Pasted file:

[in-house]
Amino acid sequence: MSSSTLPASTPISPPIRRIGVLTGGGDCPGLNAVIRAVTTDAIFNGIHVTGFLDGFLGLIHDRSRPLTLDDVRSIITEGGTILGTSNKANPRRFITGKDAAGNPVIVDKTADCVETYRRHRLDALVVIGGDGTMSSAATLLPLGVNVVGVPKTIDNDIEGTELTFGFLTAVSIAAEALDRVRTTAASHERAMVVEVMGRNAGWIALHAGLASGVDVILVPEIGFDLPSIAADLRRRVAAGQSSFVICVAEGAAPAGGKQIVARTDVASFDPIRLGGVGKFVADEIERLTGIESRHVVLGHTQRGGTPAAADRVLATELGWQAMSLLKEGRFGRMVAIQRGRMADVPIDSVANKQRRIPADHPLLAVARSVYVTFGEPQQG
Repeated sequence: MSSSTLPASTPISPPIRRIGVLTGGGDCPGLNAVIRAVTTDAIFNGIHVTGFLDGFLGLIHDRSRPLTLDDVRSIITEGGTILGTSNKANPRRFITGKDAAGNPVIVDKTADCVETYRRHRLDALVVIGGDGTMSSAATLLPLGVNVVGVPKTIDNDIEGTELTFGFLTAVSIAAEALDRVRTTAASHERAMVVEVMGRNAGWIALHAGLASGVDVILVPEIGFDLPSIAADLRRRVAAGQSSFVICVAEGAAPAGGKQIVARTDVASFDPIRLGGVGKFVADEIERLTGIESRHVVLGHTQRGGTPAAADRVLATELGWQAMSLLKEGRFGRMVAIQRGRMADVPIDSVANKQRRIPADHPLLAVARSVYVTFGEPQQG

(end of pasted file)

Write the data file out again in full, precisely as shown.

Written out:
[in-house]
Amino acid sequence: MSSSTLPASTPISPPIRRIGVLTGGGDCPGLNAVIRAVTTDAIFNGIHVTGFLDGFLGLIHDRSRPLTLDDVRSIITEGGTILGTSNKANPRRFITGKDAAGNPVIVDKTADCVETYRRHRLDALVVIGGDGTMSSAATLLPLGVNVVGVPKTIDNDIEGTELTFGFLTAVSIAAEALDRVRTTAASHERAMVVEVMGRNAGWIALHAGLASGVDVILVPEIGFDLPSIAADLRRRVAAGQSSFVICVAEGAAPAGGKQIVARTDVASFDPIRLGGVGKFVADEIERLTGIESRHVVLGHTQRGGTPAAADRVLATELGWQAMSLLKEGRFGRMVAIQRGRMADVPIDSVANKQRRIPADHPLLAVARSVYVTFGEPQQG
Repeated sequence: MSSSTLPASTPISPPIRRIGVLTGGGDCPGLNAVIRAVTTDAIFNGIHVTGFLDGFLGLIHDRSRPLTLDDVRSIITEGGTILGTSNKANPRRFITGKDAAGNPVIVDKTADCVETYRRHRLDALVVIGGDGTMSSAATLLPLGVNVVGVPKTIDNDIEGTELTFGFLTAVSIAAEALDRVRTTAASHERAMVVEVMGRNAGWIALHAGLASGVDVILVPEIGFDLPSIAADLRRRVAAGQSSFVICVAEGAAPAGGKQIVARTDVASFDPIRLGGVGKFVADEIERLTGIESRHVVLGHTQRGGTPAAADRVLATELGWQAMSLLKEGRFGRMVAIQRGRMADVPIDSVANKQRRIPADHPLLAVARSVYVTFGEPQQG